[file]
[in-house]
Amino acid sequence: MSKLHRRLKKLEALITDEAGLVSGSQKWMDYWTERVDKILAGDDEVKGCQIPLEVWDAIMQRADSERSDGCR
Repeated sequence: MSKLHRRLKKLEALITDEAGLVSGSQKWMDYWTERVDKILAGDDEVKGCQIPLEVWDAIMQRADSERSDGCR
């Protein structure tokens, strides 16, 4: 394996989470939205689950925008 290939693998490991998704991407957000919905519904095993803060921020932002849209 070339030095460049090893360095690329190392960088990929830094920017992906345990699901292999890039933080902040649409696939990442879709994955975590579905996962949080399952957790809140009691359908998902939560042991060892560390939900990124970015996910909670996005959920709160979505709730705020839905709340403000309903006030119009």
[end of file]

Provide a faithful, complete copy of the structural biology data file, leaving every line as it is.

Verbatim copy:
[in-house]
Amino acid sequence: MSKLHRRLKKLEALITDEAGLVSGSQKWMDYWTERVDKILAGDDEVKGCQIPLEVWDAIMQRADSERSDGCR
Repeated sequence: MSKLHRRLKKLEALITDEAGLVSGSQKWMDYWTERVDKILAGDDEVKGCQIPLEVWDAIMQRADSERSDGCR
């Protein structure tokens, strides 16, 4: 394996989470939205689950925008 290939693998490991998704991407957000919905519904095993803060921020932002849209 070339030095460049090893360095690329190392960088990929830094920017992906345990699901292999890039933080902040649409696939990442879709994955975590579905996962949080399952957790809140009691359908998902939560042991060892560390939900990124970015996910909670996005959920709160979505709730705020839905709340403000309903006030119009």